By: Connor Willwerth
History of Zirconium
Uses of Zirconium
An important use is in nuclear power plants. Zircon, its main compound, is used for many industrial applications and can be obtained in gem stone form.
Isotopes of Zirconium
There are 5 naturally occurring isotopes, Zirconium-90, Zirconium-91, Zirconium-92, Zirconium-94 and Zirconium-96. They don’t have many different applications then the basic form. There’s also about 12 different radioactive isotopes of Zirconium, with no practical uses.
Compounds of Zirconium
Two most common compounds are Zircon and Zirconia. Naturally occurring Zircon is in demand for gemstones. Natural Zircon includes uranium, thorium and other radioactive elements. These radioactive elements give it a fire like appearance, resembling diamonds.
Properties of Zirconium and Identification
Atomic Mass: 91
Atomic Radius in picometers (pm): 160pm
Melting Point: 2127 K
Boiling Point: 4679 K
At room temperature (22°C): Solid
Appearance: A hard silvery metal, resistant to corrosion, shiny, surface is flaky
Conductivity: Low electric conductivity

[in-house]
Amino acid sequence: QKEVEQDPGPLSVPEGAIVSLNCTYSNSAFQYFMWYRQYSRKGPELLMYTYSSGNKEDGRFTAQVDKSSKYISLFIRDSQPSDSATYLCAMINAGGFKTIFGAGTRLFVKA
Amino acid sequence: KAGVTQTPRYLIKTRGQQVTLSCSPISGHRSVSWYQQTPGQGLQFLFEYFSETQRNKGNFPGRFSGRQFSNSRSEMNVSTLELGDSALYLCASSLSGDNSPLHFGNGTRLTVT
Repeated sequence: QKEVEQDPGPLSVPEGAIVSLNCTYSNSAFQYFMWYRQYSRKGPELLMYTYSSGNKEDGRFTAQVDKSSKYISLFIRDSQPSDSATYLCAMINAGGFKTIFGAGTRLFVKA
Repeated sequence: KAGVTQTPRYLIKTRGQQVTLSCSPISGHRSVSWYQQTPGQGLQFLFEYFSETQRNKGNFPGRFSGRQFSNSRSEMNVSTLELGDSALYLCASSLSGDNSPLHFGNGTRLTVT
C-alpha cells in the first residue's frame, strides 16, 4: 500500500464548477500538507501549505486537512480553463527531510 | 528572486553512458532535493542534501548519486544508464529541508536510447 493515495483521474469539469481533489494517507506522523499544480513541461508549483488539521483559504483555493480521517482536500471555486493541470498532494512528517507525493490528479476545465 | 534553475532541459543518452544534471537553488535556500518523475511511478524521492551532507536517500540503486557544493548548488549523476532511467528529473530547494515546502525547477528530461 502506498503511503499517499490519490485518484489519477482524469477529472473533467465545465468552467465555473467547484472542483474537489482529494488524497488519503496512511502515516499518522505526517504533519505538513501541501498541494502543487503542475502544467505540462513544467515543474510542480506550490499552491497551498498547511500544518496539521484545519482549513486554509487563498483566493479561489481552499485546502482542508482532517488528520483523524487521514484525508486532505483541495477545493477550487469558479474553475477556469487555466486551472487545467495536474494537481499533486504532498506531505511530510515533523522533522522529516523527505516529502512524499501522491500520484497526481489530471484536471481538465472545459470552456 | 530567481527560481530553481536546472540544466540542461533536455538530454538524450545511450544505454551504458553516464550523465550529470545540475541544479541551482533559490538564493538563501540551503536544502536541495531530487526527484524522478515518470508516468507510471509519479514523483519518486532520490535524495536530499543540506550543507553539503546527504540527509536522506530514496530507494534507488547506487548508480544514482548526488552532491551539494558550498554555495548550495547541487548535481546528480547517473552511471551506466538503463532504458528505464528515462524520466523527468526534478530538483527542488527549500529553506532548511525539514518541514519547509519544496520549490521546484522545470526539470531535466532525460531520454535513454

Malleability: Very malleable
Hardness: Similar to copper
Flammability: When at a solid state, it is known to combust when coming in contact with oxygen. In this state, it is powdery, this is the only flammable state.
Reactivity: When it reacts with oxygen, forms a thin layer of Zirconium Oxide (ZrO2) which protects form further corrosion. Doesn’t react with cold acids or water.
Atomic Number: 40
Mass Number: 91.224
Location on the Periodic Table:
Beneath titanium, to the right of yttrium, above hafnium, to the left of niobium. It is in the fourth column.
- Element Card: Gray, Theodore W. (2008). The Photographic Card Deck of the Elements.
- Elements Book: Gray, Theodore W. (2009). The Elements: A visual exploration of every known atom in the universe. New York: Black Dog & Leventhal Publishers, Inc.